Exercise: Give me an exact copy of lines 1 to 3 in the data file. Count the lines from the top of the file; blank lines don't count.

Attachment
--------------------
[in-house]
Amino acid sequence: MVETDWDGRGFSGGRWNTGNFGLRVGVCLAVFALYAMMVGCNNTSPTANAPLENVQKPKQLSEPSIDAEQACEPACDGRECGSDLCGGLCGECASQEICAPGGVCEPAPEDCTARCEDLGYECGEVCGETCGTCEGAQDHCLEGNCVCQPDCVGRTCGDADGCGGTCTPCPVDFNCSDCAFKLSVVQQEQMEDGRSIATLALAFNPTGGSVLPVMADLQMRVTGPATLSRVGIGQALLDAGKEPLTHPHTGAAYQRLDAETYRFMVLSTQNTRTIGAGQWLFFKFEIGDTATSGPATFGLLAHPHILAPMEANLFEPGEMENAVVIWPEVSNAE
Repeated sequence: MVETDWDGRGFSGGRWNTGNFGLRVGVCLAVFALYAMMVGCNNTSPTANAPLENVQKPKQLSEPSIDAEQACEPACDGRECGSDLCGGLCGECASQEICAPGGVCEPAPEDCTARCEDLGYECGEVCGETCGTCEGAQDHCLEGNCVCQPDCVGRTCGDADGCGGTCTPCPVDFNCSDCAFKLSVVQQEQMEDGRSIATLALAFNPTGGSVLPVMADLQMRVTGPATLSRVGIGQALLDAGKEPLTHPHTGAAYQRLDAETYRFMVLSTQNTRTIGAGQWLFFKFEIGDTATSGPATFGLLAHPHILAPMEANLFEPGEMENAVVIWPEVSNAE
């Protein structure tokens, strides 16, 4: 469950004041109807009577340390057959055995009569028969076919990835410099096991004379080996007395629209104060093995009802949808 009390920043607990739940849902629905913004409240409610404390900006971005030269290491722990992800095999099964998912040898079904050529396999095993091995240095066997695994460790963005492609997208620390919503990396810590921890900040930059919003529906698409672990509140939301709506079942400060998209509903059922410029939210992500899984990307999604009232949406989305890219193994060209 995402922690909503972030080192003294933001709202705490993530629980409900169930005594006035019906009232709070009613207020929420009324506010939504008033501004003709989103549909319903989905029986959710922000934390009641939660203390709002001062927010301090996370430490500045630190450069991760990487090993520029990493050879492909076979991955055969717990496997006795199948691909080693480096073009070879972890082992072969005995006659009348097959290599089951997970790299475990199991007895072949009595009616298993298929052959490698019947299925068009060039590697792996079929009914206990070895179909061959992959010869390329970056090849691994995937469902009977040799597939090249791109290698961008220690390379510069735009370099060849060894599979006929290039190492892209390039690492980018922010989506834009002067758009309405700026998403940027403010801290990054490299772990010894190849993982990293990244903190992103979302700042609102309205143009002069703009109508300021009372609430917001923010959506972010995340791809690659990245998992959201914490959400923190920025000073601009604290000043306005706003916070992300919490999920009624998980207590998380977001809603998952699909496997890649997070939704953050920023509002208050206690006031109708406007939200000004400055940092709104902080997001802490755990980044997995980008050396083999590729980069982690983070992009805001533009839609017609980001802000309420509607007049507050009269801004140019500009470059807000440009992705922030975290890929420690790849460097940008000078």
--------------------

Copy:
[in-house]
Amino acid sequence: MVETDWDGRGFSGGRWNTGNFGLRVGVCLAVFALYAMMVGCNNTSPTANAPLENVQKPKQLSEPSIDAEQACEPACDGRECGSDLCGGLCGECASQEICAPGGVCEPAPEDCTARCEDLGYECGEVCGETCGTCEGAQDHCLEGNCVCQPDCVGRTCGDADGCGGTCTPCPVDFNCSDCAFKLSVVQQEQMEDGRSIATLALAFNPTGGSVLPVMADLQMRVTGPATLSRVGIGQALLDAGKEPLTHPHTGAAYQRLDAETYRFMVLSTQNTRTIGAGQWLFFKFEIGDTATSGPATFGLLAHPHILAPMEANLFEPGEMENAVVIWPEVSNAE
Repeated sequence: MVETDWDGRGFSGGRWNTGNFGLRVGVCLAVFALYAMMVGCNNTSPTANAPLENVQKPKQLSEPSIDAEQACEPACDGRECGSDLCGGLCGECASQEICAPGGVCEPAPEDCTARCEDLGYECGEVCGETCGTCEGAQDHCLEGNCVCQPDCVGRTCGDADGCGGTCTPCPVDFNCSDCAFKLSVVQQEQMEDGRSIATLALAFNPTGGSVLPVMADLQMRVTGPATLSRVGIGQALLDAGKEPLTHPHTGAAYQRLDAETYRFMVLSTQNTRTIGAGQWLFFKFEIGDTATSGPATFGLLAHPHILAPMEANLFEPGEMENAVVIWPEVSNAE